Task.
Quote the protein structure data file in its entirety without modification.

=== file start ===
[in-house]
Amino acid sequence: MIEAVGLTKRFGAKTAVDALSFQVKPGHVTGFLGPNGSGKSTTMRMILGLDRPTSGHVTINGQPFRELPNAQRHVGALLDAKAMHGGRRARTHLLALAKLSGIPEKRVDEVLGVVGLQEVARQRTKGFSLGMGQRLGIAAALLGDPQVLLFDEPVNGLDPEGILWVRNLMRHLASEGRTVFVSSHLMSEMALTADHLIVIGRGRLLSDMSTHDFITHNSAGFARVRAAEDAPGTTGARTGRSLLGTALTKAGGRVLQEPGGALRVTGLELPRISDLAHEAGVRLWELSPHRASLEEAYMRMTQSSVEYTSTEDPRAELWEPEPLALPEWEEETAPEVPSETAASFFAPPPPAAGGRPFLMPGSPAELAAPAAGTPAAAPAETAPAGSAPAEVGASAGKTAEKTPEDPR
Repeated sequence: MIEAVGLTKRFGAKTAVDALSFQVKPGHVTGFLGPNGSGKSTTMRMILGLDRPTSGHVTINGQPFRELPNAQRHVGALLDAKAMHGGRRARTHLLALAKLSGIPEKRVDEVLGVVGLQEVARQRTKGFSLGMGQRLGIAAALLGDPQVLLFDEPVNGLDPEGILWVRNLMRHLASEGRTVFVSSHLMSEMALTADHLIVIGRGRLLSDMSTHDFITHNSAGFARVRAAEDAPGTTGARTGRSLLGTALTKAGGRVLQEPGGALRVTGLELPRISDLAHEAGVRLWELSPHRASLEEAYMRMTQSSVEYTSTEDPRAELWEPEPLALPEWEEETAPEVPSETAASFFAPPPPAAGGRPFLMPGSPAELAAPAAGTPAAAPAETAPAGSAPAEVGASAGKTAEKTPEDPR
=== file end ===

[in-house]
Amino acid sequence: MIEAVGLTKRFGAKTAVDALSFQVKPGHVTGFLGPNGSGKSTTMRMILGLDRPTSGHVTINGQPFRELPNAQRHVGALLDAKAMHGGRRARTHLLALAKLSGIPEKRVDEVLGVVGLQEVARQRTKGFSLGMGQRLGIAAALLGDPQVLLFDEPVNGLDPEGILWVRNLMRHLASEGRTVFVSSHLMSEMALTADHLIVIGRGRLLSDMSTHDFITHNSAGFARVRAAEDAPGTTGARTGRSLLGTALTKAGGRVLQEPGGALRVTGLELPRISDLAHEAGVRLWELSPHRASLEEAYMRMTQSSVEYTSTEDPRAELWEPEPLALPEWEEETAPEVPSETAASFFAPPPPAAGGRPFLMPGSPAELAAPAAGTPAAAPAETAPAGSAPAEVGASAGKTAEKTPEDPR
Repeated sequence: MIEAVGLTKRFGAKTAVDALSFQVKPGHVTGFLGPNGSGKSTTMRMILGLDRPTSGHVTINGQPFRELPNAQRHVGALLDAKAMHGGRRARTHLLALAKLSGIPEKRVDEVLGVVGLQEVARQRTKGFSLGMGQRLGIAAALLGDPQVLLFDEPVNGLDPEGILWVRNLMRHLASEGRTVFVSSHLMSEMALTADHLIVIGRGRLLSDMSTHDFITHNSAGFARVRAAEDAPGTTGARTGRSLLGTALTKAGGRVLQEPGGALRVTGLELPRISDLAHEAGVRLWELSPHRASLEEAYMRMTQSSVEYTSTEDPRAELWEPEPLALPEWEEETAPEVPSETAASFFAPPPPAAGGRPFLMPGSPAELAAPAAGTPAAAPAETAPAGSAPAEVGASAGKTAEKTPEDPR